Dietary phytoestrogens disrupt a specific stage of ram spermatogenesis, causing subtle decreases in sperm quality by affecting the expression of pathways involved in the structural integrity of the spermatozoa. This paper demonstrates for the first time that ram reproduction is compromised by oestrogenic pasture, whilst also providing a longitudinal model for the impact of phytoestrogens on male fertility.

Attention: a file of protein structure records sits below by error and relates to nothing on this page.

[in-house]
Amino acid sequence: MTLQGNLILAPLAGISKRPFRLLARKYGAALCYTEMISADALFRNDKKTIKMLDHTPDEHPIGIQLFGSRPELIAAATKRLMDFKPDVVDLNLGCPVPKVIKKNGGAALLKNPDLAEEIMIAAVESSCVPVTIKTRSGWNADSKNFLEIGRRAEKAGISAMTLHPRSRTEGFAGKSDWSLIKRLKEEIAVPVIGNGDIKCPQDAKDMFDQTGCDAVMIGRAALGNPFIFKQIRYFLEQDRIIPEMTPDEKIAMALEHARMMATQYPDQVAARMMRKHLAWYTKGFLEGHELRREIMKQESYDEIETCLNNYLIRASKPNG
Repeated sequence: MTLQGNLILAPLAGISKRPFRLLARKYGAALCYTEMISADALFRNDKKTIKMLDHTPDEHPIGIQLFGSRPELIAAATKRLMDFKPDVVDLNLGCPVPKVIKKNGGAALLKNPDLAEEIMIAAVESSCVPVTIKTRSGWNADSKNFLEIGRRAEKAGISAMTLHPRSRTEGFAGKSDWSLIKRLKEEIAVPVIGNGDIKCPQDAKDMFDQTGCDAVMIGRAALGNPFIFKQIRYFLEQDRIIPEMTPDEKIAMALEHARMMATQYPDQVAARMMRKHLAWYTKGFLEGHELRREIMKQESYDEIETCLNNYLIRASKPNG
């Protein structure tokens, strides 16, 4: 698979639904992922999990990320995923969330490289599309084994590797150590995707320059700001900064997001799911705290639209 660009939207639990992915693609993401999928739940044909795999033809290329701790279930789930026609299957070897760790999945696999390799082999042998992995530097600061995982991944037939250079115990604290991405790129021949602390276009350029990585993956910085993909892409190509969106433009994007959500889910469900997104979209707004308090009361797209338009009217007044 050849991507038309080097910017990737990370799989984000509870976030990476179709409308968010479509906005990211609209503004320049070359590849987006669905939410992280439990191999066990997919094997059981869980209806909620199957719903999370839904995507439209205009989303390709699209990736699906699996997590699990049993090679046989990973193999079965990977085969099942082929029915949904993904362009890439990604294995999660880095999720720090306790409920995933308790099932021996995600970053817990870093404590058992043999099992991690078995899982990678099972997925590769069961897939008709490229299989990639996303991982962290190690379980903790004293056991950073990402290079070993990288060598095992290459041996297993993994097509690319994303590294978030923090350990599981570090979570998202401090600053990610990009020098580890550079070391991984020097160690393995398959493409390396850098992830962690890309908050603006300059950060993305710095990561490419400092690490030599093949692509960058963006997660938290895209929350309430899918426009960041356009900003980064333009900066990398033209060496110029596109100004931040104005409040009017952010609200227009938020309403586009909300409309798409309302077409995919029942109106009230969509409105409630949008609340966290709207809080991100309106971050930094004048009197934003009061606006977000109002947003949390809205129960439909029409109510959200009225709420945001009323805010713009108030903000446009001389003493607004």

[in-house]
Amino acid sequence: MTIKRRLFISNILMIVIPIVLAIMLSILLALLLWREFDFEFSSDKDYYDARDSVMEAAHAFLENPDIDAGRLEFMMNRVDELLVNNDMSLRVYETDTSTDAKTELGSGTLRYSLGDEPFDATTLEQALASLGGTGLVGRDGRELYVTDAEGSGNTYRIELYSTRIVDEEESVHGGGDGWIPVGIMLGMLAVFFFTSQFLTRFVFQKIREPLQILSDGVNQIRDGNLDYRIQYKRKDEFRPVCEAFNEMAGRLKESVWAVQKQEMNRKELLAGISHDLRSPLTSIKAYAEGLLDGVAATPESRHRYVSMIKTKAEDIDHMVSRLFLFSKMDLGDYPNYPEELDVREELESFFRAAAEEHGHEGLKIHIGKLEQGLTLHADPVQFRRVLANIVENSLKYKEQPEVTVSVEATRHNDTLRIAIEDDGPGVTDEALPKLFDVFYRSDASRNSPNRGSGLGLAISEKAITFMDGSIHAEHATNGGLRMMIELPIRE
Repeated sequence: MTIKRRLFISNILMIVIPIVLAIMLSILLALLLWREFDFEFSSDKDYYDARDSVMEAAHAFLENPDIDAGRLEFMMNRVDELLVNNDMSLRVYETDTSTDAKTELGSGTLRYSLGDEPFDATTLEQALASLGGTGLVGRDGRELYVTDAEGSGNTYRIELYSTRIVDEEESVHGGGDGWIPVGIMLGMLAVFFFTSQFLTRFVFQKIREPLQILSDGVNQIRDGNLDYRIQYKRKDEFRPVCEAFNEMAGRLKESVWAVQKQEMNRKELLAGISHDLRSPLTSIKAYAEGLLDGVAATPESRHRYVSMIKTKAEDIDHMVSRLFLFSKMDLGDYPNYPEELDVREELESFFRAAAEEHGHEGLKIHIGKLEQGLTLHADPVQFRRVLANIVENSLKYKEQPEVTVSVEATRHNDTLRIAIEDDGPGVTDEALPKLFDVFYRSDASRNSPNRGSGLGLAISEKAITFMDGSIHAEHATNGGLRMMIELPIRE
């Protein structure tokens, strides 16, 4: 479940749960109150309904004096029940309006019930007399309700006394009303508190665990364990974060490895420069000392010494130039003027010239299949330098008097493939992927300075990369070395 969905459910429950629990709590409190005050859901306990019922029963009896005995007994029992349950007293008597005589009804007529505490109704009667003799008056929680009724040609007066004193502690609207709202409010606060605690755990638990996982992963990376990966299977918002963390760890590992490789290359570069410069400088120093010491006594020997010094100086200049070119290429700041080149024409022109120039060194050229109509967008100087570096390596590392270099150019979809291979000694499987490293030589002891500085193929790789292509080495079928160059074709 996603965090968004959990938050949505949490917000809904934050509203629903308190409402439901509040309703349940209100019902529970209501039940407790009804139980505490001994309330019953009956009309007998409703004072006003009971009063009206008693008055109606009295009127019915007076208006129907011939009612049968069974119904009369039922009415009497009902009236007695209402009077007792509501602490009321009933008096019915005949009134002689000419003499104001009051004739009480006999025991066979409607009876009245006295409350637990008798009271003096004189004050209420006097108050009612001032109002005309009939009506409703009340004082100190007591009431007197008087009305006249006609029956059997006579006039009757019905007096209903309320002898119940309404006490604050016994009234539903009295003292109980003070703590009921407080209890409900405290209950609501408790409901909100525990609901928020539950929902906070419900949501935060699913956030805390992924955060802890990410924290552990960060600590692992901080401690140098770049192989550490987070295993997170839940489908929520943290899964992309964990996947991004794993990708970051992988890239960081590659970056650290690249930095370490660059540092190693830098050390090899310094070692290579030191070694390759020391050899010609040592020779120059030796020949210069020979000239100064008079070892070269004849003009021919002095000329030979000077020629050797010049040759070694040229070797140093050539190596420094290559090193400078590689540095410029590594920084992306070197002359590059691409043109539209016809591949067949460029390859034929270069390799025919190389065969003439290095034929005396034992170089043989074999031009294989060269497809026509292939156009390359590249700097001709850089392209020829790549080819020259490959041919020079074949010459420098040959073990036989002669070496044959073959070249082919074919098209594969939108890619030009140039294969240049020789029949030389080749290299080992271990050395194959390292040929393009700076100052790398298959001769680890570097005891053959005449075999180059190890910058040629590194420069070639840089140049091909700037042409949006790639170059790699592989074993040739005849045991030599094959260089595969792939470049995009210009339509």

Compounds with oestrogen-like actions are now common in both the Western diet. The long-term impacts and underlying mechanisms by which oestrogenic compounds alter male reproduction, however, are unclear. To investigate this, we used a longitudinal sheep model examining the impact of oestrogenic pasture consumption on semen quality and production, testicular size, sexual behaviour and the seminal plasma proteome of Merino rams (n = 20), over a full spermatogenic cycle and in the subsequent breeding season. Throughout the study period, sexual behaviour, sperm production and motility were similar between the exposed and non-exposed rams (P > 0.05). However, between 5 and 8 weeks of exposure to dietary phytoestrogens, rams produced a higher percentage of spermatozoa with a specific malformation of the sperm midpiece and reduced DNA integrity, compared to non-exposed rams (P < 0.001). Investigation into the seminal plasma proteome revealed 93 differentially expressed proteins between phytoestrogen-exposed and control rams (P < 0.05). Exposure to phytoestrogens increased the expression of proteins involved in cellular structure development, actin cytoskeleton reorganisation, regulation of cell function and decreased expression in those related to catabolic processes. The greatest fold changes were in proteins involved in the assembly of the sperm flagella, removal of cytoplasm, spermatid development and maintenance of DNA integrity. After returning to non-oestrogenic pasture, no differences in any measure were observed between treatment groups during the subsequent breeding season. We conclude that dietary phytoestrogens can transiently disrupt specific stages of ram spermatogenesis, causing subtle decreases in sperm quality by affecting the expression of pathways involved in the structural integrity of the spermatozoa.
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